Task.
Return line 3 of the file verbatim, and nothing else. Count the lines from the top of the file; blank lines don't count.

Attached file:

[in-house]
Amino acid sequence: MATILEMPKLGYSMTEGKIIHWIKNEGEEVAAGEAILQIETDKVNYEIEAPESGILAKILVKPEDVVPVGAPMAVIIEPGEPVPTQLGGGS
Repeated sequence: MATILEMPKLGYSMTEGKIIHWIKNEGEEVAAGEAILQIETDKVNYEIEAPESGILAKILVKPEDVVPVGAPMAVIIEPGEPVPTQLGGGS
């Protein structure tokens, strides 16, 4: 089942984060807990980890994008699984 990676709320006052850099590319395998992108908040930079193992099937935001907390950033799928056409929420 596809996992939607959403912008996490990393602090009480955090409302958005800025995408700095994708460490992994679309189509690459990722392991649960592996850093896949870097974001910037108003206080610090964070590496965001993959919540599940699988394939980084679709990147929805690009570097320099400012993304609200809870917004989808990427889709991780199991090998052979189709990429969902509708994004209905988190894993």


Repeated sequence: MATILEMPKLGYSMTEGKIIHWIKNEGEEVAAGEAILQIETDKVNYEIEAPESGILAKILVKPEDVVPVGAPMAVIIEPGEPVPTQLGGGS